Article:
Chris Williams is vice president and Chief Marketing Officer of Capgemini's North American business, responsible for leading the strategic positioning of the company, driving marketing execution and innovation into the North American marketplace. Prior to his current position, Williams held CMO roles for technology solutions and consulting companies including Expand Networks and Fujitsu Consulting. He was also a cofounder of Netigy, a professional services firm focused on eBusiness Infrastructure Consulting in Silicon Valley. Williams sits on the Board of Advisors for the Information Technology Services Marketing Association (ITSMA), Connotate Technologies and ePostmarks, and has been a contributing author on topics such as sales force automation and consulting services trends to publications including CRM Magazine and ebizChronicle.com. Williams, who grew up in Europe, attended Babson College in Wellesley, Mass., where he earned a Master's of Business Administration in International Business and Finance as well as a Bachelor's of Science degree in Marketing.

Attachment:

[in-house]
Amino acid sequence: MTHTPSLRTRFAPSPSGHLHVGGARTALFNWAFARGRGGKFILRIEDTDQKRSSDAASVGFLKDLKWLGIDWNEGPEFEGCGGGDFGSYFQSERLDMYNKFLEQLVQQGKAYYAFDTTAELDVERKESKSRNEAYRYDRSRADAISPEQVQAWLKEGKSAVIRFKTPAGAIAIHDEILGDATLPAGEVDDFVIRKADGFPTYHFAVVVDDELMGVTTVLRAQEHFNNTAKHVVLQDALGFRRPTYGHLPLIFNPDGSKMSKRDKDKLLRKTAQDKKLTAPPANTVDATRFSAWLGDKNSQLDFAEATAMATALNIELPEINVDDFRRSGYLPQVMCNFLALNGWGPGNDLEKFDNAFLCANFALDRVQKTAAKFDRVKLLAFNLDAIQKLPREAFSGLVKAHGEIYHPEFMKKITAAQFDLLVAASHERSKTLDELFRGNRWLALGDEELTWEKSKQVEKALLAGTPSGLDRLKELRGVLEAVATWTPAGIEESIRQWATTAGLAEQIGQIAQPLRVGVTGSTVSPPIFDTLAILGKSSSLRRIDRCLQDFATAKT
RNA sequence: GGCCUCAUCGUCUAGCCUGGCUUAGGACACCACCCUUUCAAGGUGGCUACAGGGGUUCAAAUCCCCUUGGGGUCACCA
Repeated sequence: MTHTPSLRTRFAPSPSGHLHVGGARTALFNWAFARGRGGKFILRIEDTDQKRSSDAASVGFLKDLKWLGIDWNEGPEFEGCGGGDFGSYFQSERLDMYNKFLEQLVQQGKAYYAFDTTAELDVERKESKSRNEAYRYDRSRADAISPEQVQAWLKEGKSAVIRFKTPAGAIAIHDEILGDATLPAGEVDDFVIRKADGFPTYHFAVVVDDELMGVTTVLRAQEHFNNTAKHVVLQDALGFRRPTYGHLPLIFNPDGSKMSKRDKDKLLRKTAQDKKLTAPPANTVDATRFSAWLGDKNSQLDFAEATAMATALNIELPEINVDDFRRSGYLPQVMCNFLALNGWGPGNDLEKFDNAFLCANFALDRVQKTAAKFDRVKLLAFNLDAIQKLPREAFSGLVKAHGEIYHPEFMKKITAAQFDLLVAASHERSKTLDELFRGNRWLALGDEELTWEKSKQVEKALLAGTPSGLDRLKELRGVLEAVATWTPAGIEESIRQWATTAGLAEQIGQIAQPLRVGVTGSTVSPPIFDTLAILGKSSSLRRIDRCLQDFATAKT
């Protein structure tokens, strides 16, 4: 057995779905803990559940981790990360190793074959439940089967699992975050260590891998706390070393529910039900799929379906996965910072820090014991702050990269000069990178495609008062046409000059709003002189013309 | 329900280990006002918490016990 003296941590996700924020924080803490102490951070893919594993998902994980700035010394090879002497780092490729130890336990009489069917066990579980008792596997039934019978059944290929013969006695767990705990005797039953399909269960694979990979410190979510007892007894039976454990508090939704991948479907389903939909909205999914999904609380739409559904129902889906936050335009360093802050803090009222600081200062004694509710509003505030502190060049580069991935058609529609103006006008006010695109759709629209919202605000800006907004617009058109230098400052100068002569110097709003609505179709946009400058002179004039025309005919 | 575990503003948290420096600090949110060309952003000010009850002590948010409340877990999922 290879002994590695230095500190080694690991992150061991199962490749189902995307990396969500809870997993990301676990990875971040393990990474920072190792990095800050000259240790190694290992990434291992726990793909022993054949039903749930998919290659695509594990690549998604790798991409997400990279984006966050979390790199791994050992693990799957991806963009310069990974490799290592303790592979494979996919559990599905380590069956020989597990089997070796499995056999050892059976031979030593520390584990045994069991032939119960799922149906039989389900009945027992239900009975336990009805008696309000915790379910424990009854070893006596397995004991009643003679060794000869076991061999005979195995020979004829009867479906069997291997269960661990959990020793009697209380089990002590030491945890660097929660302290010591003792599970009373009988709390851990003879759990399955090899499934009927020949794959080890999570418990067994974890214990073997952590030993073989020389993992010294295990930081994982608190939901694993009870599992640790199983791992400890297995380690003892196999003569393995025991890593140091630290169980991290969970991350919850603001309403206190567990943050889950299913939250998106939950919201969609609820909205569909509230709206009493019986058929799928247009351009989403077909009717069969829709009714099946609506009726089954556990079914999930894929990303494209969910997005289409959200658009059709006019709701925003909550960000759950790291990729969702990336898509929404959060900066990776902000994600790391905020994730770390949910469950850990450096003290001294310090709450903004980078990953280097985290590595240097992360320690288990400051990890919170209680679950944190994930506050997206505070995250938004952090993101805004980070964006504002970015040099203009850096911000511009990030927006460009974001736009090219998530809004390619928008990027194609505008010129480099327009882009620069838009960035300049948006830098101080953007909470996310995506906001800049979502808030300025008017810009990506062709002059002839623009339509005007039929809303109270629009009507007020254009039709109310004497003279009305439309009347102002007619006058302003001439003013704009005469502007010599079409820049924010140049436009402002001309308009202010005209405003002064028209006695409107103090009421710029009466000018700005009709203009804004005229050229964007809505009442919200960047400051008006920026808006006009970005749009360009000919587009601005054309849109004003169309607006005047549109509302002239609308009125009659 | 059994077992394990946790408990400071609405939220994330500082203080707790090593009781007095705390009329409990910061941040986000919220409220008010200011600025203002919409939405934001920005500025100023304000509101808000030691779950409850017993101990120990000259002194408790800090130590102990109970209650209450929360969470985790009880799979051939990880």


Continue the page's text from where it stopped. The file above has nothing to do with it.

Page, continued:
Question: What are new challenges facing chief marketing officers? Williams: The Chief Marketing Officer has a number of challenges on his or her plate today. First and foremost, it’s about making sure that the marketing organization is viewed as a strategic partner to the business, and therefore it’s imperative that marketing align to the needs of the business and can clearly articulate to the rest of the organization through the communication channels that marketing has control over and the ecosystems that we build up in our organizations as to how marketing supports the alignment of the business. Marketing also plays a strategic role in terms of helping companies, especially those that compete in heavily deregulated industries, how to become more of a marketing led organization, and that doesn’t necessarily mean that marketing leads the organization, but it does mean that competitive differentiation is established, we clearly articulate what makes our company better than another company, and marketing fundamentally has a responsibility of making sure that every employee in the organization can clearly articulate what it is about the company that makes it unique and a leader in its respective industry. So there’s balancing both the strategic aspects of being a partner to the business as well as implementing the very tactical nature of, [either] the market strategies, our campaigns, our communications and really managing a whole system of populations, whether they’re employees, whether they’re your clients and customers, potentially investors, your supply chain partners, whatever the case may be, marketing has the responsibility of really being the glue for the business and bring all of that together in one consistent manner. Question: How do you grow business in a weak economy? Williams: In order to grow a business in a weak economy, the first thing you have to do is have a very strong understanding of what the strengths and weaknesses of your company are, and in many respects it means doubling down on the areas that you feel you’re particularly strong in. There may be client bases that you’ve done a very good job of delivering to, in which case taking extra care of those clients is critical. There may be investments that you’re planning on taking, that may need to change from a time scale perspective because the market isn’t right. You’re capabilities aren’t necessarily lined up to take advantage of that in a weak economy. So it’s really understanding where your core strengths and capabilities are where you’ve had significant success and staying close to that success and potentially identifying adjacent areas of opportunities where you can continue to leverage that strength and stay away from what might be a potentially new, risky venture. Question: How has globalization impacted your work? Williams: Globalization has had a significant impact on the consulting and IT services marketplace. One of the things that we’re trying to take advantage of is tapping into a global resource pool. Arguably, there is a shortage of the type of talent that we’re looking for in our industry, and therefore being able to reach out across the globe and tap into global delivery centers, global employee populations is critical for our business. If we do that successfully, and we have over the last number of years migrated to that model, you can then tap into a better value proposition for clients where in many cases you can [arbitrage] different labor rates across different economies and different societies to provide your clients with a truly high value solution which implies that you’ve been able to moderate your cost across that talent pool. The second advantage is our company happens to be global. We’re headquartered in Europe. We have a tremendous track record of delivering projects for clients around the world, so when it comes time to working with North America companies, we’re in a good position to share with them what the global competitive scene looks like, what we’ve done with some of their global competitors in terms of helping them succeed in that market, and basically enable North America corporations to be more effective as they start to chase the higher GDP associated with the merging markets or international markets. Question: What is an important lesson you’ve learned about business? Williams: I think one of the biggest lessons that I’ve learned in my career is to be comfortable with change. Gone are the days where you can go work for a company for 30 years, so being comfortable, making a change, staying true to what really motivates you, not being afraid to operate outside of your comfort zone, and in fact making it a deliberate practice to move out of your comfort zone, whether it’s to move across different functions in an organization, whether it’s to pick up and move geographically, both within the domestic US or across the globe, so being proactive about staying outside your comfort zone will mean that you’re in a position to handle change in a much better fashion than people who might not have done that.